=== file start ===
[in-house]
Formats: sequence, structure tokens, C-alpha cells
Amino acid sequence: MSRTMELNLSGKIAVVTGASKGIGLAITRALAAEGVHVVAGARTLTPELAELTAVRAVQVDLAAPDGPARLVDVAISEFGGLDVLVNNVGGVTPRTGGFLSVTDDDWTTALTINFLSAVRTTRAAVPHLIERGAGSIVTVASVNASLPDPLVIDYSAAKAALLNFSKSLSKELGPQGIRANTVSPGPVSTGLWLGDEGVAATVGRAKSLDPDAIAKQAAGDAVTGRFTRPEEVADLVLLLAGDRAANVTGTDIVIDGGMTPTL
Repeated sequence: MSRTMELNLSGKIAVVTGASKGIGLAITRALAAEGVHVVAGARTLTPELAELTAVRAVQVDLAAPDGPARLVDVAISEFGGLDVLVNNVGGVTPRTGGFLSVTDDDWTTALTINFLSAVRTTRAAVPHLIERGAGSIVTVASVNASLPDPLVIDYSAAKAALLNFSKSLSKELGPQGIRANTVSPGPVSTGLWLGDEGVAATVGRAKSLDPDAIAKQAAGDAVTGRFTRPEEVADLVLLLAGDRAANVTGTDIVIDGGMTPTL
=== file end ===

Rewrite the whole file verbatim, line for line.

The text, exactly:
[in-house]
Formats: sequence, structure tokens, C-alpha cells
Amino acid sequence: MSRTMELNLSGKIAVVTGASKGIGLAITRALAAEGVHVVAGARTLTPELAELTAVRAVQVDLAAPDGPARLVDVAISEFGGLDVLVNNVGGVTPRTGGFLSVTDDDWTTALTINFLSAVRTTRAAVPHLIERGAGSIVTVASVNASLPDPLVIDYSAAKAALLNFSKSLSKELGPQGIRANTVSPGPVSTGLWLGDEGVAATVGRAKSLDPDAIAKQAAGDAVTGRFTRPEEVADLVLLLAGDRAANVTGTDIVIDGGMTPTL
Repeated sequence: MSRTMELNLSGKIAVVTGASKGIGLAITRALAAEGVHVVAGARTLTPELAELTAVRAVQVDLAAPDGPARLVDVAISEFGGLDVLVNNVGGVTPRTGGFLSVTDDDWTTALTINFLSAVRTTRAAVPHLIERGAGSIVTVASVNASLPDPLVIDYSAAKAALLNFSKSLSKELGPQGIRANTVSPGPVSTGLWLGDEGVAATVGRAKSLDPDAIAKQAAGDAVTGRFTRPEEVADLVLLLAGDRAANVTGTDIVIDGGMTPTL